Though noteworthy, Weber’s idea of Bureaucracy has been received flak on certain grounds. Robert Merton (1952) criticized weber’s bureaucracy by mentioning the features of rationality and efficiency that weber believed were irrational as it doesn’t consider the importance of informal relationships that exist in any human organization and dynamic. One more critic named Talcott Parson questioned the internal consistency of weber’s idealised type of bureaucracy. He draws attention to the fact that weber expects the administrative staff to be technically superior as well as possess the right to give orders. But this itself raises conflicts as it is not always possible to ensure that high position in authority with equivalent professional skill, in such a case people working in an organization will face problems on who to obey, the person with the right to command or the man with greater expertise.

Another kind of critique against the practice of bureaucracy has come from scholars of gender relations. These critiques center primarily upon the rejection of the rationalist and modern form of organization as decidedly male centric. Feminist scholars argued that bureaucratic structures privilege male forms of communication, deemphasize intuitive and experiential knowledge, reduce the creative capacities of employees, and encourage compliance with historically male institutions, such as government. Again, while these critiques address some structures of bureaucracy as suggested by Weber, the idea itself is not augmented in the address.[2]

How Max Weber’s Theories May Be Applied Today

In today’s world, Bureaucracy theory is hardly used in any corporate organization because of a few reasons. Bureaucracy functions independently without having consideration for social & political forces. Weber associated power, authority & legitimacy directly with Bureaucracy. In the era of privatization, Liberalization & globalization, Bureaucracy, as promoted by him. having less significance than the time he wrote on it. The involvement of employees in the decision-making process is very crucial and has been proved efficient in recent times and this directly contradicts the theory which restricts employees to come up with innovative ideas because Bureaucracy is extremely dependent on regulatory and policy compliance making them feel like just a number or machine instead of an individual. A bureaucratic company also follows downwards communication in which the information and decisions flow from the top level to lower tier management causing miscommunication and a monopolistic ideologies environment. While the technical qualifications of the employee is an important aspect, the theory does not consider the employee’s commitment and dedication towards his work. As technology is advancing every organization is putting in more effort to adapt to the latest trends, mainly technology, while the theory believes in the system to formally record all operations in written documents which increases the operation times and reduces the company’s efficiency.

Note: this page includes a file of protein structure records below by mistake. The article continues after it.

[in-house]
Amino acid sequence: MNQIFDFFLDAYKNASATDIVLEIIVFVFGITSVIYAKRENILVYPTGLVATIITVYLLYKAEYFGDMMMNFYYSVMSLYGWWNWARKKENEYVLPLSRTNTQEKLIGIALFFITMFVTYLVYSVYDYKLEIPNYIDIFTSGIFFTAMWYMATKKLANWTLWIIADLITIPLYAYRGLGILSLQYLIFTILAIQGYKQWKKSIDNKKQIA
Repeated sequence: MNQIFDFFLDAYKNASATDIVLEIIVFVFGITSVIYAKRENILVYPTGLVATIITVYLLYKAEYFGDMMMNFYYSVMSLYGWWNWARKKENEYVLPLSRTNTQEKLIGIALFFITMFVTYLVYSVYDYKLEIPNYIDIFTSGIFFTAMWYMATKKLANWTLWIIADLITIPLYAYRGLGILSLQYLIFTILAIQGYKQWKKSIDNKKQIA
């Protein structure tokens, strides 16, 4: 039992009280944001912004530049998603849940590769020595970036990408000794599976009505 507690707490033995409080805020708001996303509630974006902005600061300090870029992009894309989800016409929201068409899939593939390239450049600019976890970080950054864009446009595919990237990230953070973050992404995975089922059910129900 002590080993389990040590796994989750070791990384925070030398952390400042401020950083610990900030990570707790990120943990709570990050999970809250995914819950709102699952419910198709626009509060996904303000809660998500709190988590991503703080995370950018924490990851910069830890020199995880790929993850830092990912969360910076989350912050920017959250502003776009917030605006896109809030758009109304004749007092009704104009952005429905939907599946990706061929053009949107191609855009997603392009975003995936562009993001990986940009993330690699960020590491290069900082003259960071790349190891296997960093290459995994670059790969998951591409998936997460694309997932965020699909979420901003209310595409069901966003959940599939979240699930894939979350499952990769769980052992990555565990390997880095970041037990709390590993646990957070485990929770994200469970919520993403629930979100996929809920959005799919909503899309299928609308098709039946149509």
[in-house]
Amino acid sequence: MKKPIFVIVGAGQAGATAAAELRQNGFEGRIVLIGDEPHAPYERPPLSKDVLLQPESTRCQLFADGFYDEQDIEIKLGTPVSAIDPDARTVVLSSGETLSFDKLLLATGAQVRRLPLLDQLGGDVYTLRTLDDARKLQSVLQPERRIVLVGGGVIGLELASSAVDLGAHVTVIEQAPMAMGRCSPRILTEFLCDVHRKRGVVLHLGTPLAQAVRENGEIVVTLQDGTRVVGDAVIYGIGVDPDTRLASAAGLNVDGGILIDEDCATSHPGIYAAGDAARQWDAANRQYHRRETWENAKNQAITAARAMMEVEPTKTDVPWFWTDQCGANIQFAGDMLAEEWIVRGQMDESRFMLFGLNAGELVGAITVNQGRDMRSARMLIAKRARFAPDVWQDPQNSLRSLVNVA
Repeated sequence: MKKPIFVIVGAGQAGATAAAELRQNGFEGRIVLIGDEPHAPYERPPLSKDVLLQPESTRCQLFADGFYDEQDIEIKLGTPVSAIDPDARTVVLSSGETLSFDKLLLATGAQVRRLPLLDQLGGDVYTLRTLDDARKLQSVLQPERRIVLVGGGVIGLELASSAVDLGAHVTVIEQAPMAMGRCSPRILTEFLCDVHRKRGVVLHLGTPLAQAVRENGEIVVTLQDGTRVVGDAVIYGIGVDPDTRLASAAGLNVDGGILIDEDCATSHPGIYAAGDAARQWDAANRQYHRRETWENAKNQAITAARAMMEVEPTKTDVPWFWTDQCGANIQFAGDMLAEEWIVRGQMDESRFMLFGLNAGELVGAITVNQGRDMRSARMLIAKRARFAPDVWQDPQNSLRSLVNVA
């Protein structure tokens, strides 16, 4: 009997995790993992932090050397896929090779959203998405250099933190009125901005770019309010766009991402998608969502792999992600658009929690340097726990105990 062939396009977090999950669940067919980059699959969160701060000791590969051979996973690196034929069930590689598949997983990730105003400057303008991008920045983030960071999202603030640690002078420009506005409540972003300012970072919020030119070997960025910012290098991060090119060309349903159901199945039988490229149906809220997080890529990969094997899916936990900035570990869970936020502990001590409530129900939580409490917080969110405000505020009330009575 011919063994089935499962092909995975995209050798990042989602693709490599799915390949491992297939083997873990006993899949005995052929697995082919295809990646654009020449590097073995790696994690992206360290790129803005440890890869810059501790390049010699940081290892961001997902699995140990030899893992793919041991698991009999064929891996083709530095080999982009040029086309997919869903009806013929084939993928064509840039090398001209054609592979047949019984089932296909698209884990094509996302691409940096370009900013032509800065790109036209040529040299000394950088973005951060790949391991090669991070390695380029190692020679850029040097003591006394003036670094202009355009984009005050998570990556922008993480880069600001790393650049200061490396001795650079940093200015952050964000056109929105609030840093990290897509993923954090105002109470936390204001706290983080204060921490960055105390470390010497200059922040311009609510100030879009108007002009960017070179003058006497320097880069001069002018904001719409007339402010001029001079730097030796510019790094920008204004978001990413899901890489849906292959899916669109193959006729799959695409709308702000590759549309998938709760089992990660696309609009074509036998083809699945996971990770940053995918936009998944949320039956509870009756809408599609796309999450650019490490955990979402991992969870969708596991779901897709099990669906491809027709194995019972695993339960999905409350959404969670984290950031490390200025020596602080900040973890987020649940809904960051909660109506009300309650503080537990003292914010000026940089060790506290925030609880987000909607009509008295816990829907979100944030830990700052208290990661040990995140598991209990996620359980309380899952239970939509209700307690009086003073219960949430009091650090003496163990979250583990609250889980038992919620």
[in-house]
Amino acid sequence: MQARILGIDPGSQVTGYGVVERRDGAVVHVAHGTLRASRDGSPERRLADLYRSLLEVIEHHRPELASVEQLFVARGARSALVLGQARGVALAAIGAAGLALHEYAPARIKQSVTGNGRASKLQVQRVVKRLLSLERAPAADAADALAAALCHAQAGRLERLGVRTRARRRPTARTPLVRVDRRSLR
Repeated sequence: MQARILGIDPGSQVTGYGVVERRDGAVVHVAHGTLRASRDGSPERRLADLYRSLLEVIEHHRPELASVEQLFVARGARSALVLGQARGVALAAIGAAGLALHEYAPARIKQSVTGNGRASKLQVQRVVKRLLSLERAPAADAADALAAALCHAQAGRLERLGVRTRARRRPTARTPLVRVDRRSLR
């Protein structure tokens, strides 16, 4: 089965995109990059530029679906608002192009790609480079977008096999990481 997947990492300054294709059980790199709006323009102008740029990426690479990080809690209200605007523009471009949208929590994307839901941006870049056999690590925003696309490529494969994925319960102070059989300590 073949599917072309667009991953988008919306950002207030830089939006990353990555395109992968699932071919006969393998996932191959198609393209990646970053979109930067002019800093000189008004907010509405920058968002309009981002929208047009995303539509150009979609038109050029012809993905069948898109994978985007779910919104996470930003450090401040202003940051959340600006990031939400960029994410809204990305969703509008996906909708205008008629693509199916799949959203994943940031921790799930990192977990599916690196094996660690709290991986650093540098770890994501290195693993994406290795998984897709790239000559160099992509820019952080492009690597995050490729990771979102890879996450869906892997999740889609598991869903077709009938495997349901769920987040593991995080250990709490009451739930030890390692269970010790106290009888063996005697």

Concluding Remarks

Max Weber has made enormous contributions to the development of sociology, management, capitalism, and religion. Despite all restriction bureaucracy theory has become one of the important theories of present-day management. In a political background we can see that the outcomes of following philosophy are far better than in the case of a generalized corporate background. Only in a scenario like the government or any organization where the hierarchical system is strictly followed these principles prove to be relevant. If the negative aspects of the theory such as inflexibility and strict organizational structure are reconciled, then it can be very effective and can help any organization attains its goals and be more efficient.